Duplicate patient records on Choose and Book, 200 "major incidents", and NPfIT secrecy

A team of people is working to stop medical information going missing after a software upgrade under the NHS’s IT Programme led to hundreds of unwanted, incorrect and duplicate patient records being created every day.

The problem involves NHS sites in Greater Manchester and raises questions about how well some systems are being tested before going live as part the £12.4bn National Programme for IT [NPfIT].

Internal documents show that the duplicate patient records are incorrect. They have been created on the assumption that patients do not already have a record – even if they do. If these duplicates are left in place it could lead to clinicians seeing patients without access to important medical history.

To stop this happening, patent records have to merged with the duplicates quickly. If a backlog of unmerged records builds, hospital record libraries could send to clinics, days in advance of an appointment, the wrong patient file based on the duplicate record – which could be that of an entirely new patient.

The internal documents also warn that the merging of duplicates with the main record will create significant additional work, and could cause confusion later.

This is because the merged record may have to be unscrambled later so that the different identification details and numbers – which are retained when the duplicates and main record are brought together – do not confuse patient administration systems.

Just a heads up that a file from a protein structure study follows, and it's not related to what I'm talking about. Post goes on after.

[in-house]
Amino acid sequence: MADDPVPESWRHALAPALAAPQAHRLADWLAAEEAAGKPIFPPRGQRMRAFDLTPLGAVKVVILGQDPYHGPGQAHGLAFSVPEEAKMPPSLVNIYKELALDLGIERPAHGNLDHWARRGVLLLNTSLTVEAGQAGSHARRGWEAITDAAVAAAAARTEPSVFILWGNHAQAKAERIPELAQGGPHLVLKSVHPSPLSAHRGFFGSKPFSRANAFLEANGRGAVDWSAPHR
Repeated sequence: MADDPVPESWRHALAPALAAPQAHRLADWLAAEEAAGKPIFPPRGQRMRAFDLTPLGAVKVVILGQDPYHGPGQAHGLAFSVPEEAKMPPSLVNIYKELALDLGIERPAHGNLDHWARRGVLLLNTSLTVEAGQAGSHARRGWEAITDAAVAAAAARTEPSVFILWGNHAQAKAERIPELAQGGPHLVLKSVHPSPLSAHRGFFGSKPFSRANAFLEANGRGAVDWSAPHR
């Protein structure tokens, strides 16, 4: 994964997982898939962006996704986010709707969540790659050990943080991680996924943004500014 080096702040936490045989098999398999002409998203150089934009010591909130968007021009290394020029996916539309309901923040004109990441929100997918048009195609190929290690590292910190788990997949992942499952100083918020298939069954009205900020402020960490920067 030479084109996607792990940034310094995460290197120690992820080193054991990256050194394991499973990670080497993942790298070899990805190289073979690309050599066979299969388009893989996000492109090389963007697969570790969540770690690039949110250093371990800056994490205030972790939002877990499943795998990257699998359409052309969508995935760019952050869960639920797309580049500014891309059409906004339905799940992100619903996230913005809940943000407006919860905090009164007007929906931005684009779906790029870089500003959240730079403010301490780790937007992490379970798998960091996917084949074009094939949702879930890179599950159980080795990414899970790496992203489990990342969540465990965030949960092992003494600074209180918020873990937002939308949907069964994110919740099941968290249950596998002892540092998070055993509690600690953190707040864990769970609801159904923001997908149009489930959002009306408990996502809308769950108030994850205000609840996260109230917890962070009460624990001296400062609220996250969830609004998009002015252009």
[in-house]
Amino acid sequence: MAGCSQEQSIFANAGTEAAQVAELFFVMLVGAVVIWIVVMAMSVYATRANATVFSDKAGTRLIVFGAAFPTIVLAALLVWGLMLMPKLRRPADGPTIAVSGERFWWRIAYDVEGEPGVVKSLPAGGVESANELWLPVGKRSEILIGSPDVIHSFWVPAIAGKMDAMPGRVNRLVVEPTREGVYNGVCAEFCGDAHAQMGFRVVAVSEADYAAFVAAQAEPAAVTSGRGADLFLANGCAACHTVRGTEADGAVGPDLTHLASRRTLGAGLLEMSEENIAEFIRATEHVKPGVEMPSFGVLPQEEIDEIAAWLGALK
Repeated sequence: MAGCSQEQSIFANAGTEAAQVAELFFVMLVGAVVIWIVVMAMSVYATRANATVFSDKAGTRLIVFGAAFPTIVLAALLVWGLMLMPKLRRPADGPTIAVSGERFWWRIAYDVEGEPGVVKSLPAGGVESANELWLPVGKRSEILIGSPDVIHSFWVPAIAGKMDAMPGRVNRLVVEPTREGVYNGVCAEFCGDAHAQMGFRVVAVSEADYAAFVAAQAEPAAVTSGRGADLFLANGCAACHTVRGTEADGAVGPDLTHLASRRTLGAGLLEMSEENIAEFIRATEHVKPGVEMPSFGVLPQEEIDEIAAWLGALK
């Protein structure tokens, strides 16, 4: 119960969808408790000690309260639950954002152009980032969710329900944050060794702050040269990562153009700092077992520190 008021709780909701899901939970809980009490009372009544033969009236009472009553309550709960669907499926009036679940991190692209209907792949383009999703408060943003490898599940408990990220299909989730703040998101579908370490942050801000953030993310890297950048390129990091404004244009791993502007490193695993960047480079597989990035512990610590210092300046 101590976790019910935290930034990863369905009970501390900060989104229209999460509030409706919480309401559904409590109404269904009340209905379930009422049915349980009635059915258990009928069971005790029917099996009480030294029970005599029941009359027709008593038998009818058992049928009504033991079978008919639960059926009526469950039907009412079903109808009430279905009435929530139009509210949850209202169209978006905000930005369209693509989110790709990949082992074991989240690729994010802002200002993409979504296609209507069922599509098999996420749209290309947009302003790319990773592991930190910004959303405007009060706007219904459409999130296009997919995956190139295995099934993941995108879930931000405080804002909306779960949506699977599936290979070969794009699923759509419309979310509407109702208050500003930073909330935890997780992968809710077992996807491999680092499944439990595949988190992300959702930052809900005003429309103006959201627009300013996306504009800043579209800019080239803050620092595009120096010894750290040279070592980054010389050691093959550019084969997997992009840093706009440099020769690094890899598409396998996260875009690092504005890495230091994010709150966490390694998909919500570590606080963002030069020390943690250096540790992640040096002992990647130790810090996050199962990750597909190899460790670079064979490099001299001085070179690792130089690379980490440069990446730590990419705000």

The problem has arisen after a software upgrade, Maintenance Release 1 of the iPM patient administration system supplied by NPfIT local service provider CSC and its subcontractor iSoft.

The upgrade over the weekend of 21/22 April 2007 led to up to 400 duplicate records being created each day for patients who had hospital appointments arranged as part of the NPfIT Choose and Book system.

The incident comes at a time when some staff at one of the hospitals affected, University Hospital South Manchester Foundation Trust, are already having to cope with a long list of Choose and Book work-arounds – manual or semi-manual ways of avoiding software bugs or problems waiting to be fixed in iPM or Choose and Book.

Computer Weekly has received other internal documents that show the incident in Greater Manchester is not isolated. There have been about 200 “major incidents” at hospitals across England in the four months to the end of January 2007.

Dozens are in the highest “severity one” classification and some of these incidents have affected NHS sites across England. Failures include PACS digital x-ray equipment and radiology information systems.

Connecting for Health refuses to publish details of major incidents but says the number is decreasing.

Last month Lord Hunt, the health minister, dismissed a report of the Public Accounts Committee that was highly critical of the NPfIT. Lord Hunt said the committee’s report was based on one published by the National Audit Office that was “out of date”.